10. Journey to the cross: He makes the blind to see!

Blindness. It’s a dark and frightening concept for most people. It terrifies me. Not in the physical sense — though if my sight were taken away, I’m sure I would struggle mightily. It’s “blindness” to what’s going on in the spiritual realm that is really scary to me. 

But I’m getting ahead of myself. Let’s look at one situation (documented in John 9) in which Jesus not only healed physical blindness, he addressed spiritual blindness as well, as he journeyed to the cross …

“As [Jesus] went along, he saw a man blind from birth. His disciples asked him, ‘Rabbi, who sinned, this man or his parents, that he was born blind?’

“’Neither this man nor his parents sinned,’ said Jesus, ‘but this happened so that the works of God might be displayed in him. As long as it is day, we must do the works of him who sent me. Night is coming, when no one can work. While I am in the world, I am the light of the world.’

After saying this, he spit on the ground, made some mud with the saliva, and put it on the man’s eyes. ‘Go,’ [Jesus’ told him, ‘wash in the Pool of Siloam’ (this word means ‘Sent’). So the man went and washed, and came home seeing.

His neighbors and those who had formerly seen him begging asked, ‘Isn’t this the same man who used to sit and beg?’  Some claimed that he was.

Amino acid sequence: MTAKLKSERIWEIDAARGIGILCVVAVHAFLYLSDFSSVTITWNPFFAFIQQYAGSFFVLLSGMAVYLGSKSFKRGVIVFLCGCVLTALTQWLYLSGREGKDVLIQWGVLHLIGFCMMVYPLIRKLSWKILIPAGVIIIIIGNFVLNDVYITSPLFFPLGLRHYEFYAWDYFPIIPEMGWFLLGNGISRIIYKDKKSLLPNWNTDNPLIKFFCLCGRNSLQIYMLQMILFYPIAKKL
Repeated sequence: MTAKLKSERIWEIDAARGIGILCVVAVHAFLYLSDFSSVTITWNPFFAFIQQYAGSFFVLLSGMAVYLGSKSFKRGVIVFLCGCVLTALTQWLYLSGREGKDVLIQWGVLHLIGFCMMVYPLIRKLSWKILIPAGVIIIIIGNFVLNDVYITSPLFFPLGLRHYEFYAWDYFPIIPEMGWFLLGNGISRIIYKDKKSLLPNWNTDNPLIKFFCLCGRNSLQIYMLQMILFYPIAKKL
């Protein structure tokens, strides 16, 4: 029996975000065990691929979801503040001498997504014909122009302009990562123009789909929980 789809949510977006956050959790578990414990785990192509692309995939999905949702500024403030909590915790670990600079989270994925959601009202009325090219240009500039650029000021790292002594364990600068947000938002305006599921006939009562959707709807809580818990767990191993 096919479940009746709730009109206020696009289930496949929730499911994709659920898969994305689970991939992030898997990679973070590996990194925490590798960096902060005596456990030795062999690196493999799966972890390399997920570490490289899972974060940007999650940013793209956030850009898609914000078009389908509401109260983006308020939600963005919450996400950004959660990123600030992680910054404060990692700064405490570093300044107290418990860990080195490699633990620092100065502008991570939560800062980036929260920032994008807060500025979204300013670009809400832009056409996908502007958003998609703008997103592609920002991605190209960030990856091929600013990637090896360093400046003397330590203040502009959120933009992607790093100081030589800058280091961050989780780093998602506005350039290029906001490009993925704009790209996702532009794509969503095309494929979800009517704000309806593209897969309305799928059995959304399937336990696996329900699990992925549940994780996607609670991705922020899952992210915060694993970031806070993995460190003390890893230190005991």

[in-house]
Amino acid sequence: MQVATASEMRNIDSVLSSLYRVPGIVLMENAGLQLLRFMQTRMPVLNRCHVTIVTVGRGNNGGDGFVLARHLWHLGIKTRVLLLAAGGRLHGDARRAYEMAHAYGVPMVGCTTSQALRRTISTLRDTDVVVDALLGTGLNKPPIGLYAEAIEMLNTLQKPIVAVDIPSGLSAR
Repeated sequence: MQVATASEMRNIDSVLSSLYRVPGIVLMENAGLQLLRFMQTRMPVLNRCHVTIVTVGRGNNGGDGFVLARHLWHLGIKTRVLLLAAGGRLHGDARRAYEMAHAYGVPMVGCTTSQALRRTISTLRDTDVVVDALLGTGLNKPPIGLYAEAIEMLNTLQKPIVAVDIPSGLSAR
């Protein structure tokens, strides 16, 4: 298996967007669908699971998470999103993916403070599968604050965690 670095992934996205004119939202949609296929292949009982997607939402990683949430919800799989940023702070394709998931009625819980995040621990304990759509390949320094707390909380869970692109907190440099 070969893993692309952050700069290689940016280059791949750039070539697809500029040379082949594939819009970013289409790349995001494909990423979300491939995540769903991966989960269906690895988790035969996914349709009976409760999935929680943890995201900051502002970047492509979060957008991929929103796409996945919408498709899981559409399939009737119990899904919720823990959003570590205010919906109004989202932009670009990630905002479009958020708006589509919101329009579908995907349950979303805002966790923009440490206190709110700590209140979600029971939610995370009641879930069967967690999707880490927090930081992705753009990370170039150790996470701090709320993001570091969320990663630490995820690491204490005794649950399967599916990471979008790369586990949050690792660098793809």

“Others said, ‘No, he only looks like him.’

“But he himself insisted, ‘I am the man.’

“‘How then were your eyes opened?’ they asked.

He replied, ‘The man they call Jesus made some mud and put it on my eyes. He told me to go to Siloam and wash. So I went and washed, and then I could see.’

“’Where is this man?’ they asked him.

“I’ don’t know,’ he said.

They brought to the Pharisees the man who had been blind.  Now the day on which Jesus had made the mud and opened the man’s eyes was a Sabbath. [Work was not allowed on the Sabbath.] Therefore the Pharisees also asked him how he had received his sight. ‘He put mud on my eyes,’ the man replied, ‘and I washed, and now I see.’

Some of the Pharisees said, ‘This man is not from God, for he does not keep the Sabbath.’

But others asked, ‘How can a sinner perform such signs?’ So they were divided.

Then they turned again to the blind man, ‘What have you to say about him? It was your eyes he opened.’

“The man replied, ‘He is a prophet.’

They still did not believe that he had been blind and had received his sight until they sent for the man’s parents. ‘Is this your son?’ they asked. ‘Is this the one you say was born blind? How is it that now he can see?’

“’We know he is our son,’ the parents answered, ‘and we know he was born blind. But how he can see now, or who opened his eyes, we don’t know. Ask him. He is of age; he will speak for himself.’ His parents said this because they were afraid of the Jewish leaders, who already had decided that anyone who acknowledged that Jesus was the Messiah would be put out of the synagogue. That was why his parents said, ‘He is of age; ask him.’

A second time they summoned the man who had been blind. ‘Give glory to God by telling the truth,’ they said. ‘We know this man [Jesus] is a sinner.’

He replied, ‘Whether he is a sinner or not, I don’t know. One thing I do know. I was blind but now I see!

Then they asked him, ‘What did he do to you? How did he open your eyes?’

He answered, ‘I have told you already and you did not listen. Why do you want to hear it again? Do you want to become his disciples too?’